A7: The Trump announcement included $2.4 billion in FY 2019 to come from counterdrug funds. DOD has an appropriation “Drug Interdiction and Counterdrug Activities, Defense,” which it uses for two types of activities. The first is detecting and interdicting drug trafficking into the United States, and the second is sharing information on illegal drugs with U.S. and foreign government agencies. The administration proposes to use this authority (10 USC 284) for construction of a border wall and, indeed, section 284(b)7 does provide for the construction of “roads and fences and installation of lighting to block drug smuggling corridors across international boundaries of the United States”.
The counterdrug appropriation was established in 1989, so it has been around for a long time. Every year, the Congress typically appropriates about $900 million, usually having added some funds to the DOD request because of the state connection.
This fund supports many long-standing programs. About one-third of the counterdrug funds go to the politically powerful National Guard for state programs, for example, school education. Unlike military construction projects whose impact would be felt long-term, the impact of these cuts would be felt almost immediately.
This account does not contain $2.4 billion of unspent funds but probably something closer to half of the annual appropriation, or about $450 million. The administration plans to move other funds into this account to use the account’s authority for building barriers. Such large movements of funds from one account to another are conducted through “reprogramming actions”, which have customarily sought approval from the authorization and appropriation committees. However, this approval is not required by law, and the administration will apparently do the reprogrammings without congressional approval. This would be a venue for additional conflicts between the administration and the Congress, and likely provoke legislation that restricts the president’s ability to do this in the future.
So far, the administration has not taken any steps to use counterdrug funds for border construction, and there is no money in the FY 2020 budget to backfill FY 2019 funds that are diverted.
Q8: Are there other DOD costs for the administration’s border security program?
A8: Yes, there are costs in FY 2019 for troop deployments to the border. DOD has deployed 2,300 National Guard troops and is building up to about 4,350 active-duty troops as a result of earlier administration actions to enhance border security.
The cost of this deployment was about $230 million through the end of January, according to figures provided by DOD. CSIS calculates that future costs will be about $52 million a month for the active duty troops and $26 million a month for the National Guard. Thus, total costs for FY 2019 will approach $850 million, which must be paid out of existing DOD funds. There were no funds in FY 2019 specifically designated for this purpose.
An Army spokesman stated that there was no money in the FY 2020 budget to continue these deployments into FY 2020. However, there has been no announcements from the White House or the Pentagon stating when deployments will end.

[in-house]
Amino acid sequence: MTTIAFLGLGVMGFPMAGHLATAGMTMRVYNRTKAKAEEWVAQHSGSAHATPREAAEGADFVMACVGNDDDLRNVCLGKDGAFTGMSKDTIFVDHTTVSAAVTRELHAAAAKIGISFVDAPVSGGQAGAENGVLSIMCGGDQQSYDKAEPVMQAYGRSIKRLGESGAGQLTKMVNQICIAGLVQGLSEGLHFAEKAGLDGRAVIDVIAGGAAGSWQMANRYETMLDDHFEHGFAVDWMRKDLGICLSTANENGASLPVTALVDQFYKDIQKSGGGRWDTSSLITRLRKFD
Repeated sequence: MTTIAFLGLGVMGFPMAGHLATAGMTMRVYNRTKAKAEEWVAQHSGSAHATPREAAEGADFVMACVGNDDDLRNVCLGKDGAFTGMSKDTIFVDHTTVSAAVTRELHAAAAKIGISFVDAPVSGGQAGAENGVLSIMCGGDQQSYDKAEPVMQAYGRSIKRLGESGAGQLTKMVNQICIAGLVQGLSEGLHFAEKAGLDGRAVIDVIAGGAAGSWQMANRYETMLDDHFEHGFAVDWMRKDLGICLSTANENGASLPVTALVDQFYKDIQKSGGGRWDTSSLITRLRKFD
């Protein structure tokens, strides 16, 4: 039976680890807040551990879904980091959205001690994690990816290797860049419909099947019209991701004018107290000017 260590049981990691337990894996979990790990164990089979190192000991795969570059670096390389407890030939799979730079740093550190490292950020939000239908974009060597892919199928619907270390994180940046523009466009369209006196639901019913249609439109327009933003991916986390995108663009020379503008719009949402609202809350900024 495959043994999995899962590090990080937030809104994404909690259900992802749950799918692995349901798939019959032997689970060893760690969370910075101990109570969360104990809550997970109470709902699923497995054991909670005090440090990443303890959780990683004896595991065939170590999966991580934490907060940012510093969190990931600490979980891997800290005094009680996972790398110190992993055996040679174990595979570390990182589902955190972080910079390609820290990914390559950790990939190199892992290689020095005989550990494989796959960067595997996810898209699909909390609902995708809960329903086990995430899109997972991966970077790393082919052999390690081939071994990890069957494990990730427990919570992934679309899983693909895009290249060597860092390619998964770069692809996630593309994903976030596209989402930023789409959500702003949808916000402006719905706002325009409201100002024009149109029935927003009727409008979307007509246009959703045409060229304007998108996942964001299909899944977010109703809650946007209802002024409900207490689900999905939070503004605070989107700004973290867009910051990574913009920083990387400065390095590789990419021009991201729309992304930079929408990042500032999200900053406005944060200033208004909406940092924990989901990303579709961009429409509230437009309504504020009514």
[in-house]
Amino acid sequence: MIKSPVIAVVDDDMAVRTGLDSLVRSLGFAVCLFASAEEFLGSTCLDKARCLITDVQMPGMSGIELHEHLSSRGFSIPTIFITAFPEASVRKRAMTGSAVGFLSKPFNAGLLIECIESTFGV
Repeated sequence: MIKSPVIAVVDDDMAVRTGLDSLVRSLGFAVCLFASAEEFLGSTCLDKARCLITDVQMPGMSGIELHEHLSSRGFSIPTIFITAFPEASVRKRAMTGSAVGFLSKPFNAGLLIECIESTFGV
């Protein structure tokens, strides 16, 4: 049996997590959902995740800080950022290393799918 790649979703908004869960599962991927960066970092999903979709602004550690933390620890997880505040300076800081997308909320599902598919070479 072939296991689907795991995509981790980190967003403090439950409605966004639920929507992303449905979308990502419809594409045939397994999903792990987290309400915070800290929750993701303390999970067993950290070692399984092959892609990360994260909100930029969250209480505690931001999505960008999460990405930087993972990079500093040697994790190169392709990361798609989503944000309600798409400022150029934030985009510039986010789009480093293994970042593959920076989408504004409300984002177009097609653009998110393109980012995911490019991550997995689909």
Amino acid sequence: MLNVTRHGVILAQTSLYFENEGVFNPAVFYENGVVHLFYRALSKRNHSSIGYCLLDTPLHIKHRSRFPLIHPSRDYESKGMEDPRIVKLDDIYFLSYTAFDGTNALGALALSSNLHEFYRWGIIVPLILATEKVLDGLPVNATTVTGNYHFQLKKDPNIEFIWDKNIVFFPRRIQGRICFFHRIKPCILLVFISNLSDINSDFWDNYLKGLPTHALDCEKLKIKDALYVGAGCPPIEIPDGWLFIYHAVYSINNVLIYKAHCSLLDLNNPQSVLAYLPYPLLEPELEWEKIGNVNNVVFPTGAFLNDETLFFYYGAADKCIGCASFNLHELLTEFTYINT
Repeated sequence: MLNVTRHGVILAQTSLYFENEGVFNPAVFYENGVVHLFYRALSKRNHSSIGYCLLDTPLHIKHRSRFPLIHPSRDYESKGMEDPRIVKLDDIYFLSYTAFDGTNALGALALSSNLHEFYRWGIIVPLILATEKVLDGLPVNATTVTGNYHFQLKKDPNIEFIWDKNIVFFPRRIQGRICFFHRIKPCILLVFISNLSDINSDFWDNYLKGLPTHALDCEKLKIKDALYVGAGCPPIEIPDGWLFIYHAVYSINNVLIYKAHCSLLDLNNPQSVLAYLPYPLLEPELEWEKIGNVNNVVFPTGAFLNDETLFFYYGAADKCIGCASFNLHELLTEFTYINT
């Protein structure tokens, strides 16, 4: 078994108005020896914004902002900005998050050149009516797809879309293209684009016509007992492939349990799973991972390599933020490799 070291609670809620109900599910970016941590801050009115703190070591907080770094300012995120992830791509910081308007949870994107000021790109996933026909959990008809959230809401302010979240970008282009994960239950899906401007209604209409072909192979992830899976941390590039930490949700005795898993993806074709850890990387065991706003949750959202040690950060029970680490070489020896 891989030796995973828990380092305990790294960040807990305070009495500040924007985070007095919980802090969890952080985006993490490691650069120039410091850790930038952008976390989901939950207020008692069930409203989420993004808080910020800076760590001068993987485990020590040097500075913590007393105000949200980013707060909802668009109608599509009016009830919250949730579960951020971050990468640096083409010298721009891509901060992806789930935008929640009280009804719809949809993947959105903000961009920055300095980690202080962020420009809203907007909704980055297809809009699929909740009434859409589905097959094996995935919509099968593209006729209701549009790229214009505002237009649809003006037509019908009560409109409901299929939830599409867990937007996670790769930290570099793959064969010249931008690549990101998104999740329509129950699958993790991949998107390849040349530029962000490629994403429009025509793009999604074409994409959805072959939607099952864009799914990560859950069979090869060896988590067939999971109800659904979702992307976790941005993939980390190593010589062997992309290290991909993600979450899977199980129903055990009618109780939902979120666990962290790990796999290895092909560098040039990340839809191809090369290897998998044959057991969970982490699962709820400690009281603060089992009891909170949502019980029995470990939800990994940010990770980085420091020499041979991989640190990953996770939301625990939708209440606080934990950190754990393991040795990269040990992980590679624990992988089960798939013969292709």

Q9: Do these deployments have a readiness cost?
A9: There is a debate about whether the deployments have a readiness cost. In the short-term, the answer is probably not. The Posse Comitatus Act prevents active-duty troops from conducting law enforcement activities, so they are limited to providing support functions like transportation, communications, intelligence, and minor construction like building barbed wire barriers. National Guard troops acting in a state role are not subject to Posse Comitatus, but, by policy, their role is also limited. DOD mostly sent units designed to perform these functions. This means that many units on the border are doing functions similar to their wartime mission. There is training value when these support units deploy from home base and perform these functions in an operational environment. At some point, however, these units need to do other training that can only be done on a military base, for example, weapons firing.
Q10: Are border security and wall construction legitimate military missions?
A10: There are two separate questions here: are the missions legal and are they wise?
The answer to the first is almost certainly yes, military missions like these are legal. DOD has provided humanitarian relief in foreign countries, medical support to fight Ebola, and rescued American citizens trapped in hurricanes, among many other non-warfighting missions. If these are legitimate, it is hard to argue the protection of the border is illegitimate. Further, troops have been sent to the southwest border for over 20 years, mostly for counterdrug missions but also to stop migrants, so there is a long precedent.
Wall construction using DOD funds appears to be allowed under various authorities (10 USC 2808 and 10 USC 284), although these are being contested in the courts.
Whether these are wise uses of DOD resources is a different question. Regardless of opinions on the short-term—opinions are sharply divided and go beyond the scope of this paper— in the long-term these border security missions properly belong in the Department of Homeland Security (DHS). DHS has statutory responsibility for the wider mission and agencies specifically designed for executing it. In the future, border security should be fully funded there. In the FY 2020 budget, the administration has, indeed, requested more resources for DHS in this area, including wall construction, additional law enforcement officers, more personnel for judicial processing, and more detention facilities.
Mark Cancian (Colonel, USMCR, ret.) is a senior adviser with the International Security Program at the Center for Strategic and International Studies in Washington, D.C.
Critical Questions are produced by the Center for Strategic and International Studies (CSIS), a private, tax-exempt institution focusing on international public policy issues. Its research is nonpartisan and nonproprietary. CSIS does not take specific policy positions. Accordingly, all views, positions, and conclusions expressed in this publication should be understood to be solely those of the author(s).